The snake fossil was preserved in what is now limestone, and the entire chunk of rock was placed on the bed of the CT scanner. In less than a minute, the images were taken and assembled by computer into a three-dimensional image that could be rotated 360 degrees.

Taking a preliminary look at the images, Zaher said he saw no traces of limbs. "That places it higher up the evolutionary scale, but the snake is still very old," he said. For more than an hour, he and technician Mager studied the images, looking at tiny details of the snake's skull to find clues to how it may have eaten its prey.

Clarisse is the best preserved Caenozoic snake known in a U.S. scientific collection. According to preliminary analysis, this snake is believed to be closely related to Boavus indelmani, a booid snake described in the late 1930′s. Zaher and the Houston museum hoped that getting a look at the underside of this unique fossil, as well as the inside of bones like the skull would shed some light on the evolutionary history of the species, and its relationship to booid snakes (like pythons and boas).

"This is a very important step in studying this specimen ... I will be able to take away copies of the images for further investigation and I believe this will help us learn about this snake," Zaher said. "I cannot express my gratitude enough to (The Methodist Hospital) and the radiology services department here."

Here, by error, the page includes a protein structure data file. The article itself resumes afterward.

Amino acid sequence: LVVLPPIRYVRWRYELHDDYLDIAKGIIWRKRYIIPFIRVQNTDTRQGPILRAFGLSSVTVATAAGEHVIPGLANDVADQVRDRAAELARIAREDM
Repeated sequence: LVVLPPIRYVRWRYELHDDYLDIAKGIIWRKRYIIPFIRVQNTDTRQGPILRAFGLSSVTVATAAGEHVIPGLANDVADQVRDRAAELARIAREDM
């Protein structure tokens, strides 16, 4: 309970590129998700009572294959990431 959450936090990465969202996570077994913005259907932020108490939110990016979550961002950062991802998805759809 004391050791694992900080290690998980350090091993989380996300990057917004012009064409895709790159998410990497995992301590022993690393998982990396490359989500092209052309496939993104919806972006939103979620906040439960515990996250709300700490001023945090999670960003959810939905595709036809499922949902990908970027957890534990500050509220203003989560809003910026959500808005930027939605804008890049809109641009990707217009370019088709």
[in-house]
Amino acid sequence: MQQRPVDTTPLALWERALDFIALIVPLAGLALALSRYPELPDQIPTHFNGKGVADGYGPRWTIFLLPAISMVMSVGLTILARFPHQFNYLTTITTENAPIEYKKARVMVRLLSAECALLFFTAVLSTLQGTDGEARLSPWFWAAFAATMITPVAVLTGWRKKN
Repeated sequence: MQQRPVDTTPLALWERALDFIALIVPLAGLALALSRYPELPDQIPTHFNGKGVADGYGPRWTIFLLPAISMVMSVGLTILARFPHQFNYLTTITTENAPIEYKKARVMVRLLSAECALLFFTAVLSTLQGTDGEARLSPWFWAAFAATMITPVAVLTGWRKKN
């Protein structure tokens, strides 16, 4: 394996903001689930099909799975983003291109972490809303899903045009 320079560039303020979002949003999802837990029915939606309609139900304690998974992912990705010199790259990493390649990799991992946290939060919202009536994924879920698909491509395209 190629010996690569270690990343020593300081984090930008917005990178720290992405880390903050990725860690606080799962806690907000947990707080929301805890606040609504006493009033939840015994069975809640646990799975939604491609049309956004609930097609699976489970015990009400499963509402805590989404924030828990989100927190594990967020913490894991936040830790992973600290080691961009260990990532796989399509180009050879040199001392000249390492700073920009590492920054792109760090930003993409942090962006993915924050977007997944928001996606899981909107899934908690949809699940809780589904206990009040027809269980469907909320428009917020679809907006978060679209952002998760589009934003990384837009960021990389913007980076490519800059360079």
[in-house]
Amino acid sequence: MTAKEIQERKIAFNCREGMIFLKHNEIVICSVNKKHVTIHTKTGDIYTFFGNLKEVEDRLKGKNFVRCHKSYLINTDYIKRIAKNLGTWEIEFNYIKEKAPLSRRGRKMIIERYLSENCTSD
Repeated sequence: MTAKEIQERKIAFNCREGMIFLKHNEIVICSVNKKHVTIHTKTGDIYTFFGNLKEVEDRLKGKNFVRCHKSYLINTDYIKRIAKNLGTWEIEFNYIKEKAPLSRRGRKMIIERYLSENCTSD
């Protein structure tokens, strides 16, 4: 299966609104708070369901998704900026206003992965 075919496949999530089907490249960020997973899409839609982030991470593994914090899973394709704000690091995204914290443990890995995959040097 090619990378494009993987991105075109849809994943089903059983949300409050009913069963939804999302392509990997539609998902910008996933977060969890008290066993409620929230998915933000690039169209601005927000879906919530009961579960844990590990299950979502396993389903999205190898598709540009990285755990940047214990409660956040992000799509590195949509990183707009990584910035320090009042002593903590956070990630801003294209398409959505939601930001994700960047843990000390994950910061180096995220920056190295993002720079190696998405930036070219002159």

The snake is part of the collection at the Houston Museum of Natural Science.


Story Source:

The above story is based on materials provided by Methodist Hospital, Houston. Note: Materials may be edited for content and length.


Cite This Page:

Methodist Hospital, Houston. "50-million-year-old snake gets a CT scan." ScienceDaily. ScienceDaily, 20 September 2010. <www.sciencedaily.com/releases/2010/09/100918212925.htm>.
Methodist Hospital, Houston. (2010, September 20). 50-million-year-old snake gets a CT scan. ScienceDaily. Retrieved August 28, 2014 from www.sciencedaily.com/releases/2010/09/100918212925.htm
Methodist Hospital, Houston. "50-million-year-old snake gets a CT scan." ScienceDaily. www.sciencedaily.com/releases/2010/09/100918212925.htm (accessed August 28, 2014).

Share This




More Plants & Animals News

Thursday, August 28, 2014

Featured Research

from universities, journals, and other organizations


Featured Videos

from AP, Reuters, AFP, and other news services